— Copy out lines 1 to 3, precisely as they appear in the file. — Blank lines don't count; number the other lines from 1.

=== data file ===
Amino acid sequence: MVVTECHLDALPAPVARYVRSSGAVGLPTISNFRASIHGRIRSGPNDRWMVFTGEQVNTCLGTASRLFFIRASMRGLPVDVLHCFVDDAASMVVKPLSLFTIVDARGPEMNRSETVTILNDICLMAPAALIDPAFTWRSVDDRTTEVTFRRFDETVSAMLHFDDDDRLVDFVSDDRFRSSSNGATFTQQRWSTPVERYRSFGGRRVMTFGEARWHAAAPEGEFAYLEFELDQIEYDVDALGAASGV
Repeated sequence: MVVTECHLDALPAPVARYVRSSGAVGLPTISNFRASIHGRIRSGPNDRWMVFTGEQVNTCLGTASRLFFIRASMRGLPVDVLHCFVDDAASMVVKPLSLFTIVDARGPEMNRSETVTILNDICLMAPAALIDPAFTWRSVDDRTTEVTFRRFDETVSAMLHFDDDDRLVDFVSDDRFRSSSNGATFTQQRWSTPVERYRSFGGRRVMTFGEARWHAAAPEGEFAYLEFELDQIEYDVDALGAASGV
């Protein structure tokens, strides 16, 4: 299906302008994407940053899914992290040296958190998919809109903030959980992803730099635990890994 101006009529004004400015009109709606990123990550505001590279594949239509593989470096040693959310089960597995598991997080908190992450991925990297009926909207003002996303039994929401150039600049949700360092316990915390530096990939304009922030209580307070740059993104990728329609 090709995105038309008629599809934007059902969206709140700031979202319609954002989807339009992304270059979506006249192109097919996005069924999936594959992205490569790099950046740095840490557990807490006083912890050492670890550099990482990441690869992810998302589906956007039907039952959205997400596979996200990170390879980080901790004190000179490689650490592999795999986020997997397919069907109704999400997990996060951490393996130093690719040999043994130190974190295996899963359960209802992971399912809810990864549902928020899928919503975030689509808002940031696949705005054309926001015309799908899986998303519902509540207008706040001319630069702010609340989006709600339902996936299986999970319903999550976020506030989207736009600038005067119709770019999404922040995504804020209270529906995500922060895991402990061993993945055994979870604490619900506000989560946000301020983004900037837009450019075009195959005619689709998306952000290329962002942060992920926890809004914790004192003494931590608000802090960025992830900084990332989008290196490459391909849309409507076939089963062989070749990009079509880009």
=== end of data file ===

Amino acid sequence: MVVTECHLDALPAPVARYVRSSGAVGLPTISNFRASIHGRIRSGPNDRWMVFTGEQVNTCLGTASRLFFIRASMRGLPVDVLHCFVDDAASMVVKPLSLFTIVDARGPEMNRSETVTILNDICLMAPAALIDPAFTWRSVDDRTTEVTFRRFDETVSAMLHFDDDDRLVDFVSDDRFRSSSNGATFTQQRWSTPVERYRSFGGRRVMTFGEARWHAAAPEGEFAYLEFELDQIEYDVDALGAASGV
Repeated sequence: MVVTECHLDALPAPVARYVRSSGAVGLPTISNFRASIHGRIRSGPNDRWMVFTGEQVNTCLGTASRLFFIRASMRGLPVDVLHCFVDDAASMVVKPLSLFTIVDARGPEMNRSETVTILNDICLMAPAALIDPAFTWRSVDDRTTEVTFRRFDETVSAMLHFDDDDRLVDFVSDDRFRSSSNGATFTQQRWSTPVERYRSFGGRRVMTFGEARWHAAAPEGEFAYLEFELDQIEYDVDALGAASGV
């Protein structure tokens, strides 16, 4: 299906302008994407940053899914992290040296958190998919809109903030959980992803730099635990890994 101006009529004004400015009109709606990123990550505001590279594949239509593989470096040693959310089960597995598991997080908190992450991925990297009926909207003002996303039994929401150039600049949700360092316990915390530096990939304009922030209580307070740059993104990728329609 090709995105038309008629599809934007059902969206709140700031979202319609954002989807339009992304270059979506006249192109097919996005069924999936594959992205490569790099950046740095840490557990807490006083912890050492670890550099990482990441690869992810998302589906956007039907039952959205997400596979996200990170390879980080901790004190000179490689650490592999795999986020997997397919069907109704999400997990996060951490393996130093690719040999043994130190974190295996899963359960209802992971399912809810990864549902928020899928919503975030689509808002940031696949705005054309926001015309799908899986998303519902509540207008706040001319630069702010609340989006709600339902996936299986999970319903999550976020506030989207736009600038005067119709770019999404922040995504804020209270529906995500922060895991402990061993993945055994979870604490619900506000989560946000301020983004900037837009450019075009195959005619689709998306952000290329962002942060992920926890809004914790004192003494931590608000802090960025992830900084990332989008290196490459391909849309409507076939089963062989070749990009079509880009």